1st-and-20 ain’t no thing with PMFM at the controls

Good Morning, Broncos fans! I'd like to expound upon a couple of my points from last night about the two main figures of SB 48, Peyton Manning and Richard Sherman.

Aside from all the shattered NFL and franchise records, their presence in the Super Bowl, and all they have overcome this season, there are a couple more things about Manning that have really stood out to me.

First, and this is going to be rather sacrilegious (forgive me, Elway, for I am about to sin), but any Elway-era Broncos fan will recall that games at Arrowhead are to be feared.

But, can the Broncos win in Kansas City?

John Elway made all things possible, including victories at Arrowhead. In fact, it was the site of what may have been his biggest post-Drive road victory ever.

But wins at KC were never probable, especially when the Chiefs were better than a laughingstock.

With Peyton Manning, wins at Arrowhead are probable.

(Elway, I humbly swear, I mean nothing by any of this.)

Here's the other thing - as I've noted many times prior, this Broncos team has made a ton of mental mistakes this season, especially holding penalties.

At all levels of football, it's important to keep one's offense on schedule.

Holding calls tend to do far worse than get an offense off schedule - they kill drives. This is basic knowledge that any football fan recognizes.

Including the postseason, the Broncos have faced more than 15 yards to gain a whopping 43 times (according to NFLGSIS) in 2013.

Usually, this is a 1st-and-20 or 2nd-and-20 that follows a holding penalty against the oft-flagged line.

Unfortunately, I can't tell you how many of these situations were eventually converted into first downs, although, I know they converted 12 of those plays into first downs (That by itself is quite impressive).

But time and again this season, these Broncos have overcome long yardage to gain situations with relative ease.

And we all know exactly why this is so.

Can they get over this 1st- or 2nd-and-20 hump?

Probably - they have Peyton Manning.

Richard Sherman

To be clear, I wasn't suggesting last night that anyone who criticizes Richard Sherman is a racist. He's not for everyone, and that's fine.

But one needn't look too hard around the Twittersphere to find blatant examples of disgusting reaction to the corner's Sunday night rant.

It's fine for someone to dislike Sherman's brashness and arrogance. Everyone's welcome to consume sports however they'd like - as pure entertainment, as commentary on our society at large, or as a mix of both.

However, when we use words like thug and class to describe our issues with his interview, we're going too far.

Mind you, these words are never used to describe, say, Jim Harbaugh.

Here's the thing - the substance of what Sherman actually said, as usual, was neither crude nor threatening. It seems like much of the reaction stems from his tone, rather than the words he used. And sportswriters who bemoan the vanilla and cliched quotes they're typically forced to pass along are being hypocritical when they react to Sherman with indignation.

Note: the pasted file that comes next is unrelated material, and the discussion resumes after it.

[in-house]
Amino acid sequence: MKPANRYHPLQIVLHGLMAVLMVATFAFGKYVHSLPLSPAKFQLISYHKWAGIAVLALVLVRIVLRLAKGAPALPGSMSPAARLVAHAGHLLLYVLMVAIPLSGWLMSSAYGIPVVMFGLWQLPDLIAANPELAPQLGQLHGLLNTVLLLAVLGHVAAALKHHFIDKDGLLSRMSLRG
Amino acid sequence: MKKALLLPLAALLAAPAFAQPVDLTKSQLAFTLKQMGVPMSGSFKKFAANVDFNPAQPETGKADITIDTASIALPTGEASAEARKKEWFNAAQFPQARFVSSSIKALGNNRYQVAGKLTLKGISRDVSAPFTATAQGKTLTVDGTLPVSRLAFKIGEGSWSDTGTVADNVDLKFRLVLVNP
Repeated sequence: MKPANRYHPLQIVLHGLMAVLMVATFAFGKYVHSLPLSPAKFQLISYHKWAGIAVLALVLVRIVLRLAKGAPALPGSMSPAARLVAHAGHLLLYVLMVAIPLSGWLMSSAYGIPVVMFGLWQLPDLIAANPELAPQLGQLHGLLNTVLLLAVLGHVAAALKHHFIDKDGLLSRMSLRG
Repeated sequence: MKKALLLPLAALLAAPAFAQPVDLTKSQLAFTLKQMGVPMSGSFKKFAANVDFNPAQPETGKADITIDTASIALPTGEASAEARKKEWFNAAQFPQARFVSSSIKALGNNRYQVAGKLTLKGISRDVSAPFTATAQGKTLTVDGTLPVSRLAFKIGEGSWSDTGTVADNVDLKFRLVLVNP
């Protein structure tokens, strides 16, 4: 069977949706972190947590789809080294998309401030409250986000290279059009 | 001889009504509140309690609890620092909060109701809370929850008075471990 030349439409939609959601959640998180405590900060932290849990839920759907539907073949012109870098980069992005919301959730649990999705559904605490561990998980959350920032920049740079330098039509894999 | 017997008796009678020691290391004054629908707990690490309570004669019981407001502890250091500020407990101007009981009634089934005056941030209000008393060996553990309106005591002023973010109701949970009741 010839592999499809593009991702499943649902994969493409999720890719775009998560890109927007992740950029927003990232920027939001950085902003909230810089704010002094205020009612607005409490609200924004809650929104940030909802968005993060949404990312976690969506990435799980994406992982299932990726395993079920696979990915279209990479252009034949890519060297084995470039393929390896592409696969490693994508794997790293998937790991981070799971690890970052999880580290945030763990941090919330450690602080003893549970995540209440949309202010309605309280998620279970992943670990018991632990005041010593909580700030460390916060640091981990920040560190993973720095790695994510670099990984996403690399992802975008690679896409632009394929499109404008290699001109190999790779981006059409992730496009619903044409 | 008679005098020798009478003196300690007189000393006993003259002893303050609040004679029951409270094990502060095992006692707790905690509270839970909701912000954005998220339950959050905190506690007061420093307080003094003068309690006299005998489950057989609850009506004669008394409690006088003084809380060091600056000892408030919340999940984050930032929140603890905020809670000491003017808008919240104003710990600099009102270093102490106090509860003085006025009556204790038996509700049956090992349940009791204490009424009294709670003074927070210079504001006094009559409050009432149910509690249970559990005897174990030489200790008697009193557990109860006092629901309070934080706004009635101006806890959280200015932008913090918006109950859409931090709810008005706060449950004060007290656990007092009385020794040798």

In this Internet age, when we define Sherman solely by his trash talk, we are willfully ignoring what else we know about the man, especially since he has already taken the time to explain where he comes from.

Naturally, Peter King received a flood of Sherman-centric email yesterday.


Looking back at tape from Week 2 of the preseason, Chase Stuart reminds us that Peyton Manning had a rather successful night against the Seattle secondary.

Patrick Saunders lays out some of the keys to the game from Denver's perspective.

Tonight's HBO Real Sports will include a feature on marijuana use in the NFL, with old friend Nate Jackson one of the ex-players speaking about it.

SB 48

In New Jersey, two teams used to playing in front of raucous home crowds figure to be greeted by relative quiet.

Although the NYC area is pricey in general, its large number of hotels is keeping rates down relative to other SB sites.

Since they're playing the Devils the next day, Avs players will have a chance to attend the Super Bowl if they'd like.

John Breech is already predicting a 23-16 victory for Seattle.


Pete Carroll (transcript) says the Seahawks suffered no major injuries, and he expects Percy Harvin to practice on Wednesday.

Old friend Hugh Millen breaks down Seattle's three fourth-quarter takeaways.


Detroit is looking to extend the contract of DT Ndamukong Suh and will hire Saints QB coach Joe Lombardi, the grandson of Vince, to run their offense.

Giants owner John Mara says he wants to sign Tom Coughlin to a longer deal, even while many Giants fans were hoping the team would find a new coach.

Cowboys owner Jerrah Jones says he's keeping coordinators Monte Kiffin and Bill Callahan.

As expected, Miami's GM search is being muddled by the organization's murky power structure.


Matt Bowen offers an All-22 breakdown of several big plays from Sunday, including Sherman's tip and Knowshon Moreno's 29-yard run that followed Peyton's first Fat Man! audible of the day.

Mike Klis recalls some of Bill Belichick's prior sore loser acts.

Brian Burke begins a study into the value of a timeout relative to Win Probability in the NFL.

Mike Tanier, Bucky Brooks, Tony Pauline (North, South), Matt Waldman, and Jene Bramel check in on Monday's Senior Bowl practices.

Doug is IAOFM’s resident newsman and spelling czar. Follow him on Twitter @IAOFM

The Lard